UPDATE 1-Peru rejects Southern Copper mine study

  • Gov't says environmental impact study "inadmissible"
  • Company set to discuss project's fate this month
  • Project hit by violent protests involving farmers (Adds details on project, background)

LIMA, April 8 (Reuters) - Peru's government said on Friday an environmental impact study presented for Southern Copper's (SCCO.N) $1 billion Tia Maria mine was "inadmissible," the latest setback to hit the project.

Southern Copper's chief executive Oscar Gonzalez said last week he would discuss whether to continue with the project at a board meeting later this month, following violent protests by local farmers.

Southern Copper, a unit of Grupo Mexico (GMEXICOB.MX) and one of the world's largest producers of the red metal, will have to present a new study if it wants to move forward, a mining ministry spokeswoman said.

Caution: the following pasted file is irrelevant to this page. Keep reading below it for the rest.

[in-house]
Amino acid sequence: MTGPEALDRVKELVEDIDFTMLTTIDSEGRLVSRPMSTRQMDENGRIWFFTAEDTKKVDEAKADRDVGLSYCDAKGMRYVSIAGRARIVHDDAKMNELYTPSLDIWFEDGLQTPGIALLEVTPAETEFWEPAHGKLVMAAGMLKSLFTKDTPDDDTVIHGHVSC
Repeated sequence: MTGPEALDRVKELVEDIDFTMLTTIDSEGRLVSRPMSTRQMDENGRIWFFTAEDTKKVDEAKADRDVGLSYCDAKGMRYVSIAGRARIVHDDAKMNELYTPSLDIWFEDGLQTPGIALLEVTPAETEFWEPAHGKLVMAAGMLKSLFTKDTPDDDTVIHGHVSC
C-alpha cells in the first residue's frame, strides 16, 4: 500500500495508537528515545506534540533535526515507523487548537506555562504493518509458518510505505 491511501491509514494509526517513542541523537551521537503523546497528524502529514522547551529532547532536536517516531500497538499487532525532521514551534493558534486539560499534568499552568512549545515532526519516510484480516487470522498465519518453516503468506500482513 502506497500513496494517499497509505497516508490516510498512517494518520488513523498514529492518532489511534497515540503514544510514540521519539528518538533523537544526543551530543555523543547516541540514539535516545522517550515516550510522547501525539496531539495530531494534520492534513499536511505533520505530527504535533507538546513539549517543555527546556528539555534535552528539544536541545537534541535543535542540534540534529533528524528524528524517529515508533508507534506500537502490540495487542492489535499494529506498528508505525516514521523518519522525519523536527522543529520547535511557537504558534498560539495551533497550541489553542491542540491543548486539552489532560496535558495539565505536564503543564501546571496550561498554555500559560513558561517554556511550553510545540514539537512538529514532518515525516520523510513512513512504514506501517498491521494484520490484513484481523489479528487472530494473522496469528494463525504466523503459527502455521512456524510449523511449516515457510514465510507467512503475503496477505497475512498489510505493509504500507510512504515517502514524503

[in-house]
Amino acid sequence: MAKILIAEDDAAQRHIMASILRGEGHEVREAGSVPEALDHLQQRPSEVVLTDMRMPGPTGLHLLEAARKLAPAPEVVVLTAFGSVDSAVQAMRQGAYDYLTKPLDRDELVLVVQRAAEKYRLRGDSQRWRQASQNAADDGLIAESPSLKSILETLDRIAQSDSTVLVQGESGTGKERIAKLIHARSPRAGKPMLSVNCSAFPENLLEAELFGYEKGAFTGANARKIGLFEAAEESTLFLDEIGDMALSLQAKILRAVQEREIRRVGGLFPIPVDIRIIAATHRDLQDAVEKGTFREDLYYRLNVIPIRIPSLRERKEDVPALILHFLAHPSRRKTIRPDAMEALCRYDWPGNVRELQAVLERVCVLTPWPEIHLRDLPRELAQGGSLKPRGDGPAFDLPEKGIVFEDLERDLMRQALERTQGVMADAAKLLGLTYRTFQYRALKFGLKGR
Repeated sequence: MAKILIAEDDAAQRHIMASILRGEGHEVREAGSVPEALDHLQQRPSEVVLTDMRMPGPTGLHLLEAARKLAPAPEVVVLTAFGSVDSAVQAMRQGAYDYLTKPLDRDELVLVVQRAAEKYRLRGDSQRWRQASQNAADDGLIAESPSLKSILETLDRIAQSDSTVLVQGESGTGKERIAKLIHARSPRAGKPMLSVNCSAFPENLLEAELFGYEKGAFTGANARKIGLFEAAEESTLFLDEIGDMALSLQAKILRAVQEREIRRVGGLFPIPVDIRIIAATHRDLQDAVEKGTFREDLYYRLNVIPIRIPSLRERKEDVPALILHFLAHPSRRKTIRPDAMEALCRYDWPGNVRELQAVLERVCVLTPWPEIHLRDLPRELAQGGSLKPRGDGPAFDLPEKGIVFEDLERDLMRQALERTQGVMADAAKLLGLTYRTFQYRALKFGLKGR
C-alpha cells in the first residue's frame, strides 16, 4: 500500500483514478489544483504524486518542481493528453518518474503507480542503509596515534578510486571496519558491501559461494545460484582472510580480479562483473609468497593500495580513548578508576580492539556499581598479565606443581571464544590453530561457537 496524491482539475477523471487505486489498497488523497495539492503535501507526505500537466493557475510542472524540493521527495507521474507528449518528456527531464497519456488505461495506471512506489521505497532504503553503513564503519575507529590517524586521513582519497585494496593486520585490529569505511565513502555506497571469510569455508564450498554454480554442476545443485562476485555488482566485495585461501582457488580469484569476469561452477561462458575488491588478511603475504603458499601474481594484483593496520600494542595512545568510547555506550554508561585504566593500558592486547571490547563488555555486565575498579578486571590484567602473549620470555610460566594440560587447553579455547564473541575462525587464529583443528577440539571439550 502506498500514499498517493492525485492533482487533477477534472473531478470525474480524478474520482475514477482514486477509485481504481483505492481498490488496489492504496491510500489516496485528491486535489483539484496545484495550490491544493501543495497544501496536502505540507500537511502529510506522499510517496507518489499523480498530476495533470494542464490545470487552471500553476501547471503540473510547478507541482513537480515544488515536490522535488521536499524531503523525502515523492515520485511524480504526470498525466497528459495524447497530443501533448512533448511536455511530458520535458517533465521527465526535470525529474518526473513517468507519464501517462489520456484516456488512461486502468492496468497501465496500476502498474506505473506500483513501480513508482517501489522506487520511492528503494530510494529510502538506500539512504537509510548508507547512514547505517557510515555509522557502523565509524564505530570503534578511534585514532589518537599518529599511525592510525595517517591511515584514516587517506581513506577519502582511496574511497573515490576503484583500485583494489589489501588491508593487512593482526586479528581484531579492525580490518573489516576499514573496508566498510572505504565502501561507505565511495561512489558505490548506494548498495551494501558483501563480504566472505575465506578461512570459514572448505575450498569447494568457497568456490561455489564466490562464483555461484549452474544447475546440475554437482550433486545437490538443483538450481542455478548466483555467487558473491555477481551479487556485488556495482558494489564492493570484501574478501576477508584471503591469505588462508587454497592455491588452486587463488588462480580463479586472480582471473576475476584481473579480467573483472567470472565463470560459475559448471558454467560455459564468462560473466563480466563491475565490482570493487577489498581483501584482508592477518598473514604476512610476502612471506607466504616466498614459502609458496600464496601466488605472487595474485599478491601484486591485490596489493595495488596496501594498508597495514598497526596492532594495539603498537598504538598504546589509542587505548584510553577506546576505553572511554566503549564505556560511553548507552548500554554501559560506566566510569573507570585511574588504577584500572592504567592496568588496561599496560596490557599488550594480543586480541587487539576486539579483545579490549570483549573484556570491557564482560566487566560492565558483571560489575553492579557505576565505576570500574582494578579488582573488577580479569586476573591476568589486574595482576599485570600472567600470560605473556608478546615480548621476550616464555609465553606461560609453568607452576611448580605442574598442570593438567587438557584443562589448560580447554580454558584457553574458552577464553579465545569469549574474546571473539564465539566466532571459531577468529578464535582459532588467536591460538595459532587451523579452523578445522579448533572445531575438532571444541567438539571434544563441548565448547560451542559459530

"This takes things back to square one," she said.

Peru's government had already halted the evaluation of the environmental impact study in a bid to quell local residents' anger over the project, which they fear could affect water supplies.

Clashes over natural resources are common and sometimes deadly in Peru. Many Peruvians feel left out of a decade-long economic boom, and how to share the benefits of the nation's natural resources has been a key issue in campaigning for Sunday's presidential election.

Tia Maria would produce 120,000 tonnes of copper a year, according to Southern Copper. Peru is the world's third-largest copper producer.

(Reporting by Patricia Velez; Writing by Helen Popper and Caroline Stauffer; editing by Jim Marshall)